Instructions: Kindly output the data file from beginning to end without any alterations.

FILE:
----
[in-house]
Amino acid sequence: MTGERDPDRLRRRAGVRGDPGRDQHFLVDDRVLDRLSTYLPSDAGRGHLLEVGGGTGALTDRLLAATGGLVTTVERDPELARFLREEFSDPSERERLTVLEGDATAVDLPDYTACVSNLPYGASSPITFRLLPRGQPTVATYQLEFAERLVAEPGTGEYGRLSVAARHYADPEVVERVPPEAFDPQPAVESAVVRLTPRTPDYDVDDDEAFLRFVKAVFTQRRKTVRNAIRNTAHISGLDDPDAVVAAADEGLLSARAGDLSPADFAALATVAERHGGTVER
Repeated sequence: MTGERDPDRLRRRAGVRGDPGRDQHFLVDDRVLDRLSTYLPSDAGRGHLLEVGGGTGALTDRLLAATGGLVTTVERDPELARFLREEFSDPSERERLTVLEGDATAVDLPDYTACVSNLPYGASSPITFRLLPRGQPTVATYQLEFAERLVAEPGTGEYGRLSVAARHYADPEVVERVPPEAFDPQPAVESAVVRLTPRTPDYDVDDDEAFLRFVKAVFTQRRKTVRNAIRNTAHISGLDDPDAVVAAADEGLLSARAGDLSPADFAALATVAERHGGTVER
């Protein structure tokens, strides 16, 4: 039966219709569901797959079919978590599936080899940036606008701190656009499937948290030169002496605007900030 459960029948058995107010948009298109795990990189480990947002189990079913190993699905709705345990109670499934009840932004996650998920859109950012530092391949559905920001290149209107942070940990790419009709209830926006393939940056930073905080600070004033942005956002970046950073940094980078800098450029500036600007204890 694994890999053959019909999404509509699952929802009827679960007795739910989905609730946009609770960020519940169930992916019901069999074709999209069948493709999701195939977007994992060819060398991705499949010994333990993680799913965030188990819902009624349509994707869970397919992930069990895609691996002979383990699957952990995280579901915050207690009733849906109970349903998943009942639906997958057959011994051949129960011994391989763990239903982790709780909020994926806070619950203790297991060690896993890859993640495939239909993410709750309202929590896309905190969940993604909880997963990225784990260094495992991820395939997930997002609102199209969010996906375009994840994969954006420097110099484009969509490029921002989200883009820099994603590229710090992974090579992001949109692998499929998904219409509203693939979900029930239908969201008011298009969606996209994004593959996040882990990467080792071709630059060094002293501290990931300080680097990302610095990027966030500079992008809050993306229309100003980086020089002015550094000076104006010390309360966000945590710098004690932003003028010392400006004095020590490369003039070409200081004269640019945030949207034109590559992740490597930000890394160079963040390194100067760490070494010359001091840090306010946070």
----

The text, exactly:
[in-house]
Amino acid sequence: MTGERDPDRLRRRAGVRGDPGRDQHFLVDDRVLDRLSTYLPSDAGRGHLLEVGGGTGALTDRLLAATGGLVTTVERDPELARFLREEFSDPSERERLTVLEGDATAVDLPDYTACVSNLPYGASSPITFRLLPRGQPTVATYQLEFAERLVAEPGTGEYGRLSVAARHYADPEVVERVPPEAFDPQPAVESAVVRLTPRTPDYDVDDDEAFLRFVKAVFTQRRKTVRNAIRNTAHISGLDDPDAVVAAADEGLLSARAGDLSPADFAALATVAERHGGTVER
Repeated sequence: MTGERDPDRLRRRAGVRGDPGRDQHFLVDDRVLDRLSTYLPSDAGRGHLLEVGGGTGALTDRLLAATGGLVTTVERDPELARFLREEFSDPSERERLTVLEGDATAVDLPDYTACVSNLPYGASSPITFRLLPRGQPTVATYQLEFAERLVAEPGTGEYGRLSVAARHYADPEVVERVPPEAFDPQPAVESAVVRLTPRTPDYDVDDDEAFLRFVKAVFTQRRKTVRNAIRNTAHISGLDDPDAVVAAADEGLLSARAGDLSPADFAALATVAERHGGTVER
């Protein structure tokens, strides 16, 4: 039966219709569901797959079919978590599936080899940036606008701190656009499937948290030169002496605007900030 459960029948058995107010948009298109795990990189480990947002189990079913190993699905709705345990109670499934009840932004996650998920859109950012530092391949559905920001290149209107942070940990790419009709209830926006393939940056930073905080600070004033942005956002970046950073940094980078800098450029500036600007204890 694994890999053959019909999404509509699952929802009827679960007795739910989905609730946009609770960020519940169930992916019901069999074709999209069948493709999701195939977007994992060819060398991705499949010994333990993680799913965030188990819902009624349509994707869970397919992930069990895609691996002979383990699957952990995280579901915050207690009733849906109970349903998943009942639906997958057959011994051949129960011994391989763990239903982790709780909020994926806070619950203790297991060690896993890859993640495939239909993410709750309202929590896309905190969940993604909880997963990225784990260094495992991820395939997930997002609102199209969010996906375009994840994969954006420097110099484009969509490029921002989200883009820099994603590229710090992974090579992001949109692998499929998904219409509203693939979900029930239908969201008011298009969606996209994004593959996040882990990467080792071709630059060094002293501290990931300080680097990302610095990027966030500079992008809050993306229309100003980086020089002015550094000076104006010390309360966000945590710098004690932003003028010392400006004095020590490369003039070409200081004269640019945030949207034109590559992740490597930000890394160079963040390194100067760490070494010359001091840090306010946070």